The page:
Oracle Real-Time Decisions Empowers Business Users


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One of the few dependable rules in the software industry is that Suites Win. When a market first develops, it is filled with “point solutions” that do one function – say, send emails or analyze Web traffic. Over time, products emerge that combine these functions and displace the individual point solutions. Even though the point solutions may be better at their particular task than the corresponding suite components, the time, cost, and risk savings of preintegrated products are irresistible to most buyers.* This is especially true when IT departments, rather than end-users, control the purchase process.

The only reason that companies haven’t already ended up with a single mega-system is that new applications appear constantly, and it takes a while before the existing suites can expand to assimilate them. This is especially true in customer management, where new touchpoints – Web, mobile, social, etc. – appear at a dizzying pace. In the real world, nearly all companies run multiple customer contact systems and probably always will.

What this means in practical terms is that companies wishing to coordinate customer treatments across channels need to knit together their separate touchpoints. A class of systems to do this has long existed, loosely labeled as “interaction managers” or “decision engines”. These systems manage outbound campaigns and real-time interactions using a combination of business rules and predictive models. Examples include Infor Interaction Advisor, IBM Unica Interact, Pegasystems Recommendation Advisor, SAS Real-Time Decision Manager, eponymous thinkAnalytics, and Oracle Real-Time Decisions.

These systems are all broadly similar in that they connect to external systems for customer data, marketing content, and message delivery. This contrasts with standard marketing automation and customer relationship management systems, which maintain their own customer databases, store content internally, and deliver messages themselves. Interaction managers and other types of customer management systems do share decision management capabilities including multi-step process flows, logical rules, and predictive models.

Interaction management vendors compete on the power of their rules, automated model generation, user interface, scalability, and analytics. To some degree they also compete their ability to connect with data sources and touchpoint systems. But every vendor I’ve spoken with says this integration is easy, so it doesn’t seem to be a major point of differentiation.

I caught up last week with the Oracle Real-Time Decisions (RTD) team, who released their latest version earlier this month. RTD is based on the SigmaDynamics product, originally built in 2002 and purchased by Oracle in 2006. Oracle now sells it as a general purchase decision platform, positioned as one of its business intelligence and middleware products. But although some clients do use it for customer service, sales, and operations management, 90% of implementations are still for marketing decisions, primarily to select offers for Web sites and call centers.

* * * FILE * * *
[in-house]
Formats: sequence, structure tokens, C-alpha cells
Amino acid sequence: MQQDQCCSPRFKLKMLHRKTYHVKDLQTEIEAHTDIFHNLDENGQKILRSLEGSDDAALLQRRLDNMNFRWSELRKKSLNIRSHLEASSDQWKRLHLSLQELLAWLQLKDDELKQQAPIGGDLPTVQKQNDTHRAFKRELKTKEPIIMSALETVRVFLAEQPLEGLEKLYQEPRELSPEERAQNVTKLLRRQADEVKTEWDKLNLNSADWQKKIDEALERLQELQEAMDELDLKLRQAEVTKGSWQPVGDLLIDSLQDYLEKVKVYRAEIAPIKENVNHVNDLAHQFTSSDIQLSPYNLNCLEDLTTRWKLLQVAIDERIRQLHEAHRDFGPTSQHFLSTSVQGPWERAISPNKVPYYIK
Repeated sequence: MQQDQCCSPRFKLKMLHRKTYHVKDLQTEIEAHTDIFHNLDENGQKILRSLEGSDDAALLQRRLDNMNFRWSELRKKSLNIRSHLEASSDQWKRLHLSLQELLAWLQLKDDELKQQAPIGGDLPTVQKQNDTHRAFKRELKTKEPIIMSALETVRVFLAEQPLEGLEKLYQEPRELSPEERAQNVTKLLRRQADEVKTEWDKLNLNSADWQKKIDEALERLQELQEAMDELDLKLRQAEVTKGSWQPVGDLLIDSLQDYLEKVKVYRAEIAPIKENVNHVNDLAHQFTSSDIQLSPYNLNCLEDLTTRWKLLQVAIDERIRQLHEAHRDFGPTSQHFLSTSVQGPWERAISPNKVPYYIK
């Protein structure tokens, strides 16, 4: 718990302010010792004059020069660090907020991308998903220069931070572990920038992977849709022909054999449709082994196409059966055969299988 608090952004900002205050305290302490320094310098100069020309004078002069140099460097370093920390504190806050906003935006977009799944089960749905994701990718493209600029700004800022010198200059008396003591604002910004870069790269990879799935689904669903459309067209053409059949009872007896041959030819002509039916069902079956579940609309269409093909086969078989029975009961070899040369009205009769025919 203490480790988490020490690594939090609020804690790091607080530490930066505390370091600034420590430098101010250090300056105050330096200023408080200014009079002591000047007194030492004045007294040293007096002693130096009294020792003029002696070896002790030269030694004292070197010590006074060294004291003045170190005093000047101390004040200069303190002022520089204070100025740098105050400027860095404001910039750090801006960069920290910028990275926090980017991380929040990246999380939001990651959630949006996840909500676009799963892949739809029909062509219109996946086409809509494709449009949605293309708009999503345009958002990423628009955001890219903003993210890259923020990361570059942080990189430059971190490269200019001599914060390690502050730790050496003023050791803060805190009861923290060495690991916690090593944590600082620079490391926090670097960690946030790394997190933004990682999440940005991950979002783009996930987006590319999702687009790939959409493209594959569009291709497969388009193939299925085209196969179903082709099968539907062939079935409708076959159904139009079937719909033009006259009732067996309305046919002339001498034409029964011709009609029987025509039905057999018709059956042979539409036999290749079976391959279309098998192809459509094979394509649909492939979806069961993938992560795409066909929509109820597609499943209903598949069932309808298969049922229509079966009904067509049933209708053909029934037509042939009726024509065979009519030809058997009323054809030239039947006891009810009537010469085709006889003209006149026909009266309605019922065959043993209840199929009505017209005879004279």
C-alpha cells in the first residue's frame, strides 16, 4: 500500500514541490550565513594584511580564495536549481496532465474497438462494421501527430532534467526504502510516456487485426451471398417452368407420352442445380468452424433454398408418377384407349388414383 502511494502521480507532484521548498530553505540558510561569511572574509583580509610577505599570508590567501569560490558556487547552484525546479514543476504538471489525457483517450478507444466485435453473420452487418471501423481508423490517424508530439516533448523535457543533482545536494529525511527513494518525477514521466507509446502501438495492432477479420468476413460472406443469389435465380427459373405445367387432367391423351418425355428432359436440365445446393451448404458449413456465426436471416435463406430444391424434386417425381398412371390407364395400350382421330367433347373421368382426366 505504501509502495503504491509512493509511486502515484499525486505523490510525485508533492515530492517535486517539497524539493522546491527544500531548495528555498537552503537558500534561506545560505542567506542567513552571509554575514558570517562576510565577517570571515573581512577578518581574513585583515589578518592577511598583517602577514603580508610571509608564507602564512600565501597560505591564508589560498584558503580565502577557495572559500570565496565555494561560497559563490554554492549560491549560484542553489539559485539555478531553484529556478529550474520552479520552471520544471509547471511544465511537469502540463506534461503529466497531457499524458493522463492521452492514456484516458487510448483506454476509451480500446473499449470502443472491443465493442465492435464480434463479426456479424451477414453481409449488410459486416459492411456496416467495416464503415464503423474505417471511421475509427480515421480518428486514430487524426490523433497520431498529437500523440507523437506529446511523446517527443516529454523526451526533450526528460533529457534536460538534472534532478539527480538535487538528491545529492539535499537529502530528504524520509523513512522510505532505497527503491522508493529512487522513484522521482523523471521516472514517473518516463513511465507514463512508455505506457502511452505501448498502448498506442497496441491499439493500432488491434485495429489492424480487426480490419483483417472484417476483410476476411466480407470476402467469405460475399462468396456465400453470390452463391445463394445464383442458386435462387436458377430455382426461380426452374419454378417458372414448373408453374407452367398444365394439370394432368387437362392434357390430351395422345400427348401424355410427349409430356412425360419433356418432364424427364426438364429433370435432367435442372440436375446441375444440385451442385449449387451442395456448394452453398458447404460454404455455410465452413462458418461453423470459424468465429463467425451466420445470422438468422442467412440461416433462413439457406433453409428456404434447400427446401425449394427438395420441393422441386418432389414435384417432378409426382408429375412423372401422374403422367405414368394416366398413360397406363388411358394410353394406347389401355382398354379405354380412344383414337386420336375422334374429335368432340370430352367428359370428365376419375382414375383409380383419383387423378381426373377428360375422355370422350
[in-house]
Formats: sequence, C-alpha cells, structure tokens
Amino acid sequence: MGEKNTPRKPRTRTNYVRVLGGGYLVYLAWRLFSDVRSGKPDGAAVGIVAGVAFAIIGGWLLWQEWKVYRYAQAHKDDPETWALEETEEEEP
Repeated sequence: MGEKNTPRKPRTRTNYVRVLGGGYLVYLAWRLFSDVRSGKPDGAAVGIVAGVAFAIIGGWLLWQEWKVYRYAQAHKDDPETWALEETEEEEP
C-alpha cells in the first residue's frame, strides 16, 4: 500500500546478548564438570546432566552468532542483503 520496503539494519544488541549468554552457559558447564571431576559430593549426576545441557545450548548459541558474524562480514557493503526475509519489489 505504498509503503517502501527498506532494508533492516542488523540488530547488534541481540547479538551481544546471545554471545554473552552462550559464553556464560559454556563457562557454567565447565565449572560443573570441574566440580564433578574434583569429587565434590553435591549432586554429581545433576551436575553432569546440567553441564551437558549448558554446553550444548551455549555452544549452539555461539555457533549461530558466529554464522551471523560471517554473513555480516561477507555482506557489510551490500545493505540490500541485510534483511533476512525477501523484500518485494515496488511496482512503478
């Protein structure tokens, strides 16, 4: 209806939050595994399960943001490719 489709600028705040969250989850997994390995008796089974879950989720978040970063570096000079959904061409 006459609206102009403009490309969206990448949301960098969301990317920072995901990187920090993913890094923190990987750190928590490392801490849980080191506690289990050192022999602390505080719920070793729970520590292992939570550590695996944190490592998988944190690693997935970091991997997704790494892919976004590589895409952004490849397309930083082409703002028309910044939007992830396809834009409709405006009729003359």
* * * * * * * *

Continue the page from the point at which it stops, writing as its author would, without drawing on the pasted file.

RTD’s particular strengths are automated learning and sophisticated decision rules. Users set up process flows, define decision points within each flow, and connect to touchpoint systems to capture events at those decision points. The system then automatically correlates event outcomes with creative, channels, offers, customer attributes and other factors. This happens without users specifying which factors to track — a significant labor saving. The scope of data lets the system predict behaviors based on the full context of a situation, not just the customer’s identity. The data also provides the foundation for in-depth reports on the factors driving results, in addition to standard campaign reporting.

Decision rules can incorporate multiple goals, each assigned a relative weight, and multiple choices, each assigned a value towards reaching each goal. The system scores each choice by adding up the value it contributes to each goal, adjusted for the probability that the customer will accept that choice if offered. Users can also weigh goals differently for different customer segments: for example, retention might be more important for high-value customers, while cost reduction could be a priority for customers who are less profitable. The same goal definitions can apply to multiple decisions, reducing work and ensuring consistency.

Although RTD has always been powerful, its user interface was designed for technical users. The latest release changes this, introducing role-based security that allows different business users throughout an organization to control different functions. This means offers could be controlled by one person, campaigns designed by someone else, and touchpoint placements by a third party. Different users can also be presented with different views of the underlying objects, so they can see information organized in ways that make the most sense for their own purposes.

The new version of RTD is still aimed at large enterprises. Pricing depends on the type of deployment but is typically in the hundreds of thousands of dollars. The system has a couple of dozen major installations and more smaller clients.

*True believers might argue that Software as a Service upends this rule by making integration very simple. I’ll grant that SaaS makes it easier to add new components on top of a standard platform such as‘s But I’d argue that the platform itself is the functional equivalent of the suite, so the rule still stands.

Republished with author's permission from original post.


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